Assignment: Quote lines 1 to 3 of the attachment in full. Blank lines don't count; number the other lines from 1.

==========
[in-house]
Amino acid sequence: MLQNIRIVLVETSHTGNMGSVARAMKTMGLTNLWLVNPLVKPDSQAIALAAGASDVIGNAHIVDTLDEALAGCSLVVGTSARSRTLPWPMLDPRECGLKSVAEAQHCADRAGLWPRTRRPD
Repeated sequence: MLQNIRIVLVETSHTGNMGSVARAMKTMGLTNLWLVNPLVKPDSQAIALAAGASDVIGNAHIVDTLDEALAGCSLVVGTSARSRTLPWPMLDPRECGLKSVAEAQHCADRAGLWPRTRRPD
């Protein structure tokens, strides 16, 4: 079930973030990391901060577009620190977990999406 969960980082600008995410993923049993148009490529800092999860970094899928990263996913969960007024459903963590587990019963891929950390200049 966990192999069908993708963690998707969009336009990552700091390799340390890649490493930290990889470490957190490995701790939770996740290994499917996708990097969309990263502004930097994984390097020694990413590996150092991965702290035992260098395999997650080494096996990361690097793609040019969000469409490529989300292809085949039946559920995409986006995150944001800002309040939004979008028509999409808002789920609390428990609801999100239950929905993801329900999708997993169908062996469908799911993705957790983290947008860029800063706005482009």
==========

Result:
[in-house]
Amino acid sequence: MLQNIRIVLVETSHTGNMGSVARAMKTMGLTNLWLVNPLVKPDSQAIALAAGASDVIGNAHIVDTLDEALAGCSLVVGTSARSRTLPWPMLDPRECGLKSVAEAQHCADRAGLWPRTRRPD
Repeated sequence: MLQNIRIVLVETSHTGNMGSVARAMKTMGLTNLWLVNPLVKPDSQAIALAAGASDVIGNAHIVDTLDEALAGCSLVVGTSARSRTLPWPMLDPRECGLKSVAEAQHCADRAGLWPRTRRPD